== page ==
“Obama is expected to announce the purchases of catfish, chicken, lamb and pork during a campaign trip through Iowa, a swing state that is also an agricultural center.”
And Politico writer Jennifer Epstein reported today that, “President Obama will use his first speech of his three-day bus tour to hit Paul Ryan as a leader of Republican opposition to the farm bill…”‘But right now, too many members of Congress are blocking that bill from becoming law. Now, I’m told Governor Romney’s new running mate might be around Iowa these next few days. And he’s one of those leaders of Congress standing in the way. So if you happen to see Congressman Ryan, tell him how important this farm bill is to Iowa and our rural communities. It’s time to put politics aside and pass it right away.’”
During his presentation today on C-SPAN, Daniel Newhauser spoke about Rep. Ryan’s views and ideas relating to the Farm Bill:
A news release Friday from USDA’s National Agricultural Statistics Service (NASS) stated that, “Affected by one of the worst droughts on record [related Des Moines Register graphic], U.S. corn growers are forecast to harvest 87.4 million acres in 2012, down 2 percent from June estimates, according to the Crop Production report released today by [NASS]…[D]espite planting the largest number of acres to corn in the past 75 years, growers are forecast to produce 10.8 billion bushels in 2012, down 13 percent from 2011 [related graph]. Based on conditions as of August 1, corn yields are expected to average 123.4 bushels per acre, down 23.8 bushels from last year.”
The NASS update added that, “This year’s soybean production is forecast at 2.69 billion bushels, down 12 percent from 2011 [related graph]. Soybean yield is expected to average 36.1 bushels per acre, down 5.4 bushels from the 2011 crop.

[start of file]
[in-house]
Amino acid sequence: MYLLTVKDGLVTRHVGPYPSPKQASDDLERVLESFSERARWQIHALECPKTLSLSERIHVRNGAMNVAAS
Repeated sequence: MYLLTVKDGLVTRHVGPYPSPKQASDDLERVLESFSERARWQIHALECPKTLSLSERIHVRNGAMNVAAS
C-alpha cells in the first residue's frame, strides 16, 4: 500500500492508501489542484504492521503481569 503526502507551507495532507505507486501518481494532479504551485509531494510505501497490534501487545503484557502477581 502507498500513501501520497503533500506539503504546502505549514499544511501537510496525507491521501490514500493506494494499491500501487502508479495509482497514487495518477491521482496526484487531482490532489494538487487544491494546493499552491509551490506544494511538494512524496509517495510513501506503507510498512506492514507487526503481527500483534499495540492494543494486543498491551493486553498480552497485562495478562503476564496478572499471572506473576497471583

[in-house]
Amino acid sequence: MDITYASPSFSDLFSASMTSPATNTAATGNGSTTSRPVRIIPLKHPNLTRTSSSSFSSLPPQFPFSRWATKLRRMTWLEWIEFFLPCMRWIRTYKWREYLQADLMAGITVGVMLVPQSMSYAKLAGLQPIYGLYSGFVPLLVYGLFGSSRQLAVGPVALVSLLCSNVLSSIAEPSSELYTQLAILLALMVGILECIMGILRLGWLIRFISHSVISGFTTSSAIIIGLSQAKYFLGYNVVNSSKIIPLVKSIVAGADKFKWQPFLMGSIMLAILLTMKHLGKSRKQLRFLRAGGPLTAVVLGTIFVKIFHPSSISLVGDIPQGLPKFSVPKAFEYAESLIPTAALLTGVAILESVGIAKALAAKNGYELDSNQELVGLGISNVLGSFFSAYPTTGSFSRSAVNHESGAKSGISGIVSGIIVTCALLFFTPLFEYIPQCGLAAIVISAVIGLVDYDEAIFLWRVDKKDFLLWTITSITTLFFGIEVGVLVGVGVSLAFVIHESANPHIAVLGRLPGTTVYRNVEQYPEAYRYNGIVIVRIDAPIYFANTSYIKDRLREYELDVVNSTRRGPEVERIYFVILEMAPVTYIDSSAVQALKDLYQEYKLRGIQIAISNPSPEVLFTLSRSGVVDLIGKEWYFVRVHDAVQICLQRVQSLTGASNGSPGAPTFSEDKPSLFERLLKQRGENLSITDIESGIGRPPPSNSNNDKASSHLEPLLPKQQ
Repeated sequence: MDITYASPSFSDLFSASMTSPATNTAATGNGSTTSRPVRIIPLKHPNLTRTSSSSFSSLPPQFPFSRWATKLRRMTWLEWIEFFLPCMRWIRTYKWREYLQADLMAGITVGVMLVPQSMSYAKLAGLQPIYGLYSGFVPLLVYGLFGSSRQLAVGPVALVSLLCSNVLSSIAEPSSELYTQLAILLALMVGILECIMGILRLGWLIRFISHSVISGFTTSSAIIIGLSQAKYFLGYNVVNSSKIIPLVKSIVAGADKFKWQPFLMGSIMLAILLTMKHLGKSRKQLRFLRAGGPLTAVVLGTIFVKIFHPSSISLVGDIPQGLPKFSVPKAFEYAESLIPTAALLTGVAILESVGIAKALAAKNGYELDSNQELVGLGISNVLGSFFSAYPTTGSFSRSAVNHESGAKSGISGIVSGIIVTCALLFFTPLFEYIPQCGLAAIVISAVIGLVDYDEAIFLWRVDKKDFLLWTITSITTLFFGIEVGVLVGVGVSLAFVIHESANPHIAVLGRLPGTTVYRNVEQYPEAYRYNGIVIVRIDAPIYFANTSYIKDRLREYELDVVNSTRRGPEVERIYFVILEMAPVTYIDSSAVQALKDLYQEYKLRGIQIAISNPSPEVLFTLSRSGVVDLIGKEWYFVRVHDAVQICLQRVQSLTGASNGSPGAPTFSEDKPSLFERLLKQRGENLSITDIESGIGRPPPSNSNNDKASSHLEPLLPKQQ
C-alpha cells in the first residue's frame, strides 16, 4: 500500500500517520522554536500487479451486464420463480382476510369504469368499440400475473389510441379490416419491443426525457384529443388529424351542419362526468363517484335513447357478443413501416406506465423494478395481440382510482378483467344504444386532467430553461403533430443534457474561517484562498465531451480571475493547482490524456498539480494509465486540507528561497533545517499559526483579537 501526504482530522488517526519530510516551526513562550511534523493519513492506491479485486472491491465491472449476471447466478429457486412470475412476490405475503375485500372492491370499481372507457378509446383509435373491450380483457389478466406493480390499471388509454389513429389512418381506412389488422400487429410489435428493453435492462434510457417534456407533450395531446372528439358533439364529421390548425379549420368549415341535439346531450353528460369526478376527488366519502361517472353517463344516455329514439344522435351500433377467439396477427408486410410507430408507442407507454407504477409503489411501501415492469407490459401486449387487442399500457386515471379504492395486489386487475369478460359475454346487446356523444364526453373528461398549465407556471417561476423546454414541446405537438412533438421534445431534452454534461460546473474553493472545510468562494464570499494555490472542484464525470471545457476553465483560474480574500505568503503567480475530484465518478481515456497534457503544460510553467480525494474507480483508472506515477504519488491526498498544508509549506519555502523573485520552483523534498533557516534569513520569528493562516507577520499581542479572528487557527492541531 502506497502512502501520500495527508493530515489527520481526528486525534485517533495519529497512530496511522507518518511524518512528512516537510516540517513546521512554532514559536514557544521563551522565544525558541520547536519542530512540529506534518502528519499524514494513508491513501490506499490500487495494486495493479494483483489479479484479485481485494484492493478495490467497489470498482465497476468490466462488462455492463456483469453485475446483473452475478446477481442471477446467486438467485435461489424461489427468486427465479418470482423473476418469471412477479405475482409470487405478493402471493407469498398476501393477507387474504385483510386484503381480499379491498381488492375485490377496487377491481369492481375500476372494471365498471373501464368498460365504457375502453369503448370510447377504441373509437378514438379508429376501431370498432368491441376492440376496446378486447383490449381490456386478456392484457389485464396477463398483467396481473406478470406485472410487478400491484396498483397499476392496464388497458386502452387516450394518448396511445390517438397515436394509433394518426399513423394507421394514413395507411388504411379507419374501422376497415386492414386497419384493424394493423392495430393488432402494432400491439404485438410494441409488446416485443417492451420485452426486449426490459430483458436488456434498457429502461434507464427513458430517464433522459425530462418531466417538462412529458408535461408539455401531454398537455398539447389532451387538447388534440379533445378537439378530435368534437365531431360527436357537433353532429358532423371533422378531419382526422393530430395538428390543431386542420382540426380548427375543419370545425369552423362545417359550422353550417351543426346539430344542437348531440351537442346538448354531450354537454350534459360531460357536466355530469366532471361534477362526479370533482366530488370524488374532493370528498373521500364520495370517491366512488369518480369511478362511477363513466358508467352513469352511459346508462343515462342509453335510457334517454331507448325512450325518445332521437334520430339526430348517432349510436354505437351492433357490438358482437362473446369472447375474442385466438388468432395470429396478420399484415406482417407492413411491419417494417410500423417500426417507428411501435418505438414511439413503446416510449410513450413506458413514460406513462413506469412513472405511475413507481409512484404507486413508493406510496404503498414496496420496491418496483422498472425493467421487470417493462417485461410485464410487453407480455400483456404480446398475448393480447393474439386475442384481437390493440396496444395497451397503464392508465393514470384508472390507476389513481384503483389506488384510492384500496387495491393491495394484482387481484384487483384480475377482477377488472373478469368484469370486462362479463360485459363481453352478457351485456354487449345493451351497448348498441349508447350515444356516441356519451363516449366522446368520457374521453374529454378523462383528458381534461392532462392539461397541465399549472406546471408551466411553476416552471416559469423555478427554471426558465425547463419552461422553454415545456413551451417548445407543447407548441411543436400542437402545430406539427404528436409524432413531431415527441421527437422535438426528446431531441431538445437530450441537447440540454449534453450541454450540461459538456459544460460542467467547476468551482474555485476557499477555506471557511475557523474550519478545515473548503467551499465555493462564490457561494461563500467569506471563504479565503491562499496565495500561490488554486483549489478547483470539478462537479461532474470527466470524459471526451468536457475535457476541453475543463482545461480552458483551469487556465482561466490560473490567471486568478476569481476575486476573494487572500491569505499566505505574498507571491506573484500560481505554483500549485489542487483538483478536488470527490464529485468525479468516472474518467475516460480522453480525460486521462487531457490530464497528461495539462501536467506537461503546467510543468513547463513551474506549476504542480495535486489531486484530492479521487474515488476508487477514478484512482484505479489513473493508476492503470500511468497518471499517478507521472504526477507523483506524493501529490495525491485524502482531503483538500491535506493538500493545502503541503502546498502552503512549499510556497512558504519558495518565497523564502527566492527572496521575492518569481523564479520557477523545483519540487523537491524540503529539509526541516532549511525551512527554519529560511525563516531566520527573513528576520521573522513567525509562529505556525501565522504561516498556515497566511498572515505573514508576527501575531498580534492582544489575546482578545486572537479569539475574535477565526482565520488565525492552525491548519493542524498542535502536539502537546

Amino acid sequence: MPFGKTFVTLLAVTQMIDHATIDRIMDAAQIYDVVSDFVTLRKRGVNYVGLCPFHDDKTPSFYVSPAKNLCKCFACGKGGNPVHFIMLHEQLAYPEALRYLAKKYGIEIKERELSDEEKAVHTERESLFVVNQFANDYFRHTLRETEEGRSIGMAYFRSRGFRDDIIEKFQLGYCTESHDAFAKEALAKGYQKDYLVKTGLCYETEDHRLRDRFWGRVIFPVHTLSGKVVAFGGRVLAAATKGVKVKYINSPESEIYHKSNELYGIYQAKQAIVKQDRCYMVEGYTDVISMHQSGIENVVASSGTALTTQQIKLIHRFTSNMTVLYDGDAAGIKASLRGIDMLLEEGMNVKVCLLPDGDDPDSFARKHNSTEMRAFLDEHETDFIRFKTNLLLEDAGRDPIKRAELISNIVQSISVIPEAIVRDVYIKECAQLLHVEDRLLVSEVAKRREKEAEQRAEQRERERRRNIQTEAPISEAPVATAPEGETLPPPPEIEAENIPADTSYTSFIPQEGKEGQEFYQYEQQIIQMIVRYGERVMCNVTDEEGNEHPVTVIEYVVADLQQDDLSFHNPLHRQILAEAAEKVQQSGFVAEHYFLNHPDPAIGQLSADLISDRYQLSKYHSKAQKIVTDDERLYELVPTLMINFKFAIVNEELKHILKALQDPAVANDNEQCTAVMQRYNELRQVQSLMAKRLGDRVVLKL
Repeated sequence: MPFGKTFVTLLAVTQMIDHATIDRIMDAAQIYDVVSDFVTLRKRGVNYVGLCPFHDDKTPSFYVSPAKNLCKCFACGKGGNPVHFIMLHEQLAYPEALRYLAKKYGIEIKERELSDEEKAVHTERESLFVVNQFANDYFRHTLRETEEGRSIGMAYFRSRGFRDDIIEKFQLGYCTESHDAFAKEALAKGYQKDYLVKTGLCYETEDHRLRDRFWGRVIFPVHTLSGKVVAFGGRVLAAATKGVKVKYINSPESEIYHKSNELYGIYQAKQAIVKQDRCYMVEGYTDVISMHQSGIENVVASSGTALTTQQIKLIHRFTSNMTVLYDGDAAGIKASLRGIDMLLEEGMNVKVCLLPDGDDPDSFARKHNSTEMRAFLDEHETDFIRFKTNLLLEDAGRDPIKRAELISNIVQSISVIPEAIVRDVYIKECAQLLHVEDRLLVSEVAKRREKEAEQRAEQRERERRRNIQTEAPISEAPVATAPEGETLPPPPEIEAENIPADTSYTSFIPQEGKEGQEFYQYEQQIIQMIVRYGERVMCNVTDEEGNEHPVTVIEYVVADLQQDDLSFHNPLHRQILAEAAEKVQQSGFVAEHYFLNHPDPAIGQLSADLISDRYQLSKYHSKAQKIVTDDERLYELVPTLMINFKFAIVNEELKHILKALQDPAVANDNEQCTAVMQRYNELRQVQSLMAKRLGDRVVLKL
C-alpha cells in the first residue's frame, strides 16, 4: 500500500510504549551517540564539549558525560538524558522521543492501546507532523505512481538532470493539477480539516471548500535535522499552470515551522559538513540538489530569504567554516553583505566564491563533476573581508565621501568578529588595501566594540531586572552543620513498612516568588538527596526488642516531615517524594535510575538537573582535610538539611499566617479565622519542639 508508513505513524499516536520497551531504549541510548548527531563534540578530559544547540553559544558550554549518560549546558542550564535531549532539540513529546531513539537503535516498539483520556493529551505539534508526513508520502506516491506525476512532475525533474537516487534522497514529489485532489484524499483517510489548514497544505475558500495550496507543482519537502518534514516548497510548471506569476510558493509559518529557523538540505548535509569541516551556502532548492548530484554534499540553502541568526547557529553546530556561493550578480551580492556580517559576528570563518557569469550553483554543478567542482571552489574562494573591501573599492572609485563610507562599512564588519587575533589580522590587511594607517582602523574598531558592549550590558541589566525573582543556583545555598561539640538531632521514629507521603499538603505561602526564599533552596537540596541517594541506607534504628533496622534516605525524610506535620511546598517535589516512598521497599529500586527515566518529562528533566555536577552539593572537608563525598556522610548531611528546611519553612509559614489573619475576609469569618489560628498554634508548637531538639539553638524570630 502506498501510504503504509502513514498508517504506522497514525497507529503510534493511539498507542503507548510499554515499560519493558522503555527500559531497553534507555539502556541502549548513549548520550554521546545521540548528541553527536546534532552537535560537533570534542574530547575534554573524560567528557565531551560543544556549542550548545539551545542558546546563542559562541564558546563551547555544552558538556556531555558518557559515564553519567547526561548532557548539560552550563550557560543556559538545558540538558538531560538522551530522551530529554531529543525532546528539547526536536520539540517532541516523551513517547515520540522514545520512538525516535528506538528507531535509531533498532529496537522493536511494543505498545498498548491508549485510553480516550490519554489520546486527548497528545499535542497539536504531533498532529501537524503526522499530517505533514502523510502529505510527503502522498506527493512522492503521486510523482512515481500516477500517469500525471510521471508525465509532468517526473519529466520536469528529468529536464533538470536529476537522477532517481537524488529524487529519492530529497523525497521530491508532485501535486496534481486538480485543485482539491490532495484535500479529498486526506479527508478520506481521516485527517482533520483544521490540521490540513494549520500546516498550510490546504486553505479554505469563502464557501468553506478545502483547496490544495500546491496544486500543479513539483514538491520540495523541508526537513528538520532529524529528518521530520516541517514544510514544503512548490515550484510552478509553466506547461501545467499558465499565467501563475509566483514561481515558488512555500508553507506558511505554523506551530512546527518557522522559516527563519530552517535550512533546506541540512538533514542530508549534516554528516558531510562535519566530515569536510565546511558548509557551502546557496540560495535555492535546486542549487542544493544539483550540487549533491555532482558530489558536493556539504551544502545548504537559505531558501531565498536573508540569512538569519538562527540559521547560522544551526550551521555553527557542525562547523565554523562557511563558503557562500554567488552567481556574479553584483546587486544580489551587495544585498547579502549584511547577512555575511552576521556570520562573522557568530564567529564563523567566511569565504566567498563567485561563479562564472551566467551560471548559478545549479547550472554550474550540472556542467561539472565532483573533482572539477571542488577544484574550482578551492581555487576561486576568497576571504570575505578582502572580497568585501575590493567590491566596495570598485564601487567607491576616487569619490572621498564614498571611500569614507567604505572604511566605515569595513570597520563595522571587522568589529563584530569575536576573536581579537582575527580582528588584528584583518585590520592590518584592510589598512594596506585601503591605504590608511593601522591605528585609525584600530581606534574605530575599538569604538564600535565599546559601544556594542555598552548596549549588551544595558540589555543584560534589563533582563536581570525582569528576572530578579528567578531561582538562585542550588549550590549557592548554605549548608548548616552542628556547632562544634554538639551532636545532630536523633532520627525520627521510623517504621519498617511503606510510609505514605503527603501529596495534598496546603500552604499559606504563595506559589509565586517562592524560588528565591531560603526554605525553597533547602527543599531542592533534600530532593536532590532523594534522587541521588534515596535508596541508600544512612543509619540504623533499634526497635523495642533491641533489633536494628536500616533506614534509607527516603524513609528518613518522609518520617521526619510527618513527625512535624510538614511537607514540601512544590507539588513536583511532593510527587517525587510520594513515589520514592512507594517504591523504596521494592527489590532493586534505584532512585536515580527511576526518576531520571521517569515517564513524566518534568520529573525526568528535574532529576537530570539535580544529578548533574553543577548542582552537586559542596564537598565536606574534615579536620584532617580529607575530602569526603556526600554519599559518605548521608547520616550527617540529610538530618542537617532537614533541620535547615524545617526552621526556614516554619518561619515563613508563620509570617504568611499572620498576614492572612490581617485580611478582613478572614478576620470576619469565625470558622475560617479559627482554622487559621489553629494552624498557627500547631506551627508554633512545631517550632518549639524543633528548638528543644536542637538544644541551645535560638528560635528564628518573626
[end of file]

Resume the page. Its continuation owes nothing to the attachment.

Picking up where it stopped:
“In contrast to corn and soybeans, all wheat production remains largely unaffected by the drought and is forecast at 2.27 billion bushels, up 13 percent from 2011.”
A news release yesterday from the U.S. Department of Agriculture stated that, “As part of continuing steps by the Obama Administration to assist livestock producers in response to the historic drought, Agriculture Secretary Tom Vilsack today highlighted that USDA will utilize nearly $16 million in financial and technical assistance to immediately help crop and livestock producers in 19 states cope with the adverse impacts of the historic drought. In addition, USDA will initiate a transfer of $14 million in unobligated program funds into the Emergency Conservation Program. These funds can be used to assist in moving water to livestock in need, providing emergency forage for livestock, and rehabilitating lands severely impacted by the drought. Together these efforts should provide nearly $30 million to producers struggling with drought conditions.”
Yesterday’s release added that, “Also today, Vilsack signed disaster designations for an additional 44 counties in 12 states as primary natural disaster areas due to damage and losses caused by drought and excessive heat. Counties designated today are in the states of Arkansas, Iowa, Illinois, Kansas, Kentucky, Minnesota, Mississippi, Nebraska, New Mexico, Ohio, Oklahoma and South Dakota. During the 2012 crop year, USDA has designated 1,628 unduplicated counties across 33 states as disaster areas—1,496 due to drought—making all qualified farm operators in the areas eligible for low-interest emergency loans.”